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Pentagon Will Relocate Pregnant Family Members From Zika-Affected Areas PDF Print E-mail
The Department of Defense has offered to relocate any pregnant family members of active-duty personnel and civilian employees stationed in regions affected by the Zika virus.

The voluntary relocation program is accompanied by efforts by Defense Department researchers to develop vaccines, tests and treatment for the mosquito-borne disease, the Military Times reports. The prevalence of the disease in Brazil has been linked to a spike in microcephaly, a birth defect causing babies to be born with small heads. Cases of the virus have cropped up throughout North and South America, prompting the World Health Organization to declare an international public health emergency on Monday.
 
U-M and US Department of Defense partner for traumatic brain injury research PDF Print E-mail
The University of Michigan Center for Integrative Research in Critical Care (MCIRCC) has partnered with the U.S. Department of Defense (DoD) to find new research aiming to impact the way severe traumatic brain injury is diagnosed and treated.

MCIRCC and the Combat Casualty Care Research Program (CCCRP), a subsidiary of the DoD and the U.S. Army Medical Research and Materiel Command, signed an agreement in November 2015 to begin executing a series of collaborative activities focused on severe traumatic brain injury (TBI).

The partners will work together to host The Massey Foundation TBI Grand Challenge which invites researchers to engage and partner in groundbreaking research in severe TBI and to submit project proposals for funding. A TBI is a form of brain injury caused by a bump, blow, or jolt to the head (or even a penetrating head injury) that ultimately disrupts the normal function of the brain.
 
Nominee for U.S. Army secretary warns about impact of further troop cuts PDF Print E-mail
The nominee to be the next U.S. Army secretary told lawmakers on Thursday that cutting the size of the force had increased the risk to American security and that further reductions would require a rethinking of the Army's role and priorities.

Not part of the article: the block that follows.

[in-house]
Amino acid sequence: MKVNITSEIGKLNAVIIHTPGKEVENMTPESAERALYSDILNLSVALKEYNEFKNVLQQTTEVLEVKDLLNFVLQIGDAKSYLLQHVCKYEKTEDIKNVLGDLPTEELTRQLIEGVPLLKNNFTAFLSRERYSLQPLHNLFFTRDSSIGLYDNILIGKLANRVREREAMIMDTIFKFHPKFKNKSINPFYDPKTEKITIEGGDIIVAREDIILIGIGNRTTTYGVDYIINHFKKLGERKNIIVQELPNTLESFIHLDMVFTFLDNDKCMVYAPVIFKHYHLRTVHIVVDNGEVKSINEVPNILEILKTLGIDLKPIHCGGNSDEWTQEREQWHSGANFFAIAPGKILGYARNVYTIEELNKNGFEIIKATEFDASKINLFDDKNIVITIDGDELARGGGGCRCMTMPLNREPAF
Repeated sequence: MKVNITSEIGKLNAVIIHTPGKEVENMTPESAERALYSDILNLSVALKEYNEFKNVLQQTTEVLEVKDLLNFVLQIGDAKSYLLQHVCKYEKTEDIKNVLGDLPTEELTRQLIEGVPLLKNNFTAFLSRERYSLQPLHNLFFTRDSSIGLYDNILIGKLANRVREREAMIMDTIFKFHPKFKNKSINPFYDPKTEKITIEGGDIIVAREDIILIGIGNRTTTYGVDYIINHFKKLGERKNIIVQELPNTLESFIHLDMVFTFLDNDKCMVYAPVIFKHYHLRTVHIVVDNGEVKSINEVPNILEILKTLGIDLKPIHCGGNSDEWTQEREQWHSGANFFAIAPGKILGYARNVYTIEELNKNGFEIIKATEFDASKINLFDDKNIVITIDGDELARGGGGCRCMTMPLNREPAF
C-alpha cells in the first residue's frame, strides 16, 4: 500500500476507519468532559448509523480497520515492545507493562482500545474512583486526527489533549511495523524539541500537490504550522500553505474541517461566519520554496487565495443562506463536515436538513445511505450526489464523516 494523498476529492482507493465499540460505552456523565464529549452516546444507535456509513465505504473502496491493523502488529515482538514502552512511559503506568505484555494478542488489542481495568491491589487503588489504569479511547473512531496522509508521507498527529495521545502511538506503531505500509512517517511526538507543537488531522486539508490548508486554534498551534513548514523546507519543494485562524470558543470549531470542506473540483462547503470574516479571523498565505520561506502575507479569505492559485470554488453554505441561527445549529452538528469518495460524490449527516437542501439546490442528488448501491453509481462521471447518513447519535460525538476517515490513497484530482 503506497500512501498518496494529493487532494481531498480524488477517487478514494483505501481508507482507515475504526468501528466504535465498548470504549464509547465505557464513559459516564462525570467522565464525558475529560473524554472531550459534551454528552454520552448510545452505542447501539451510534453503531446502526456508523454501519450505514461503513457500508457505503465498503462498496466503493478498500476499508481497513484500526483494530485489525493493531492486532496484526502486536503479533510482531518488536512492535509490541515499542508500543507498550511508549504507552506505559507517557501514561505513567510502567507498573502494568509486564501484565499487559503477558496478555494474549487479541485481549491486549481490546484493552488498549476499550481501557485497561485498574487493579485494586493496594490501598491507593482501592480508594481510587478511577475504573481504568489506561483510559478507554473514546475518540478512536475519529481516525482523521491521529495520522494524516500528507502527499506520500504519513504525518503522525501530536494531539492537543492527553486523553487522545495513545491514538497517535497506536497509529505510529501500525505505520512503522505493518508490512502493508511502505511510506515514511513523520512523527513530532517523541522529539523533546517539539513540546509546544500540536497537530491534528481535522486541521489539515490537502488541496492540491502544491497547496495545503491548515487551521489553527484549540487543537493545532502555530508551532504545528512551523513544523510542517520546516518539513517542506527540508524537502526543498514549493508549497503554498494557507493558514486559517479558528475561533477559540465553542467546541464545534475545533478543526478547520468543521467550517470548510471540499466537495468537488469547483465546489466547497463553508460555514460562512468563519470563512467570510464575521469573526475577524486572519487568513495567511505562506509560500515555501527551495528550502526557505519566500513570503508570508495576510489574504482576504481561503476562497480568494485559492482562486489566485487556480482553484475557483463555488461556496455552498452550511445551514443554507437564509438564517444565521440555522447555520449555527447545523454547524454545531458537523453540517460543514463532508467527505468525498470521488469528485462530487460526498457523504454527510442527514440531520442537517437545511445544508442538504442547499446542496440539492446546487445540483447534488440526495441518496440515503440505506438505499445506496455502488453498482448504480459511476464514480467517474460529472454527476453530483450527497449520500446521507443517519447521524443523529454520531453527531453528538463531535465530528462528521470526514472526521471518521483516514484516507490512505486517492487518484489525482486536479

Eric Fanning, a longtime senior defense official who would be the first openly gay military service secretary, told his confirmation hearing that reducing the Army to 450,000 troops by 2018 from about 490,000 currently, was manageable but would increase the risk to national security.

The Pentagon is in the process of cutting almost $1 trillion in projected defense spending over a decade under a 2011 deal approved by the White House and Congress.

Cutting the active-duty Army to 420,000 soldiers, which could be required if the spending cuts are not reversed, "would require a whole new set of assumptions and guidance on what the Army is supposed to do and what its priorities should be," said Fanning, who would replace Army Secretary John McHugh, who stepped down several months ago.
 
Petraeus faces potential demotion PDF Print E-mail
The Pentagon is re-examining whether retired Army Gen. David Petraeus should be retroactively demoted for giving his biographer unauthorized access to classified information, defense officials say.

While the Army officially determined last year that Petraeus should retain the status — and pension — of a retired four-star officer, that decision is now under review by Defense Secretary Ash Carter’s office, officials said. The story was first reported Monday by The Daily Beast.

Petraeus, who served as the top war commander in Iraq and Afghanistan, pleaded guilty in federal court last April to a misdemeanor charge of mishandling classified information. He was sentenced to two years probation and fined $100,000 after acknowledging he shared his personal notebooks with Paula Broadwell, the biographer with whom the general also had an extramarital affair. Those notebooks included notes from national security meetings and in some cases the identities of covert officers.
 
ROBO-PARACHUTES that could save thousands of lives PDF Print E-mail
The U.S. military is refining an autonomous airdrop system to save thousands of lives and deliver supplies to troops with increased accuracy.
Using imagery data, the system has proven able to determine its location based on terrain features, and navigate to a pre-selected position.
By making this technology more versatile, troops can be supplied with critical provisions even in high-risk locations.
Read more...
 
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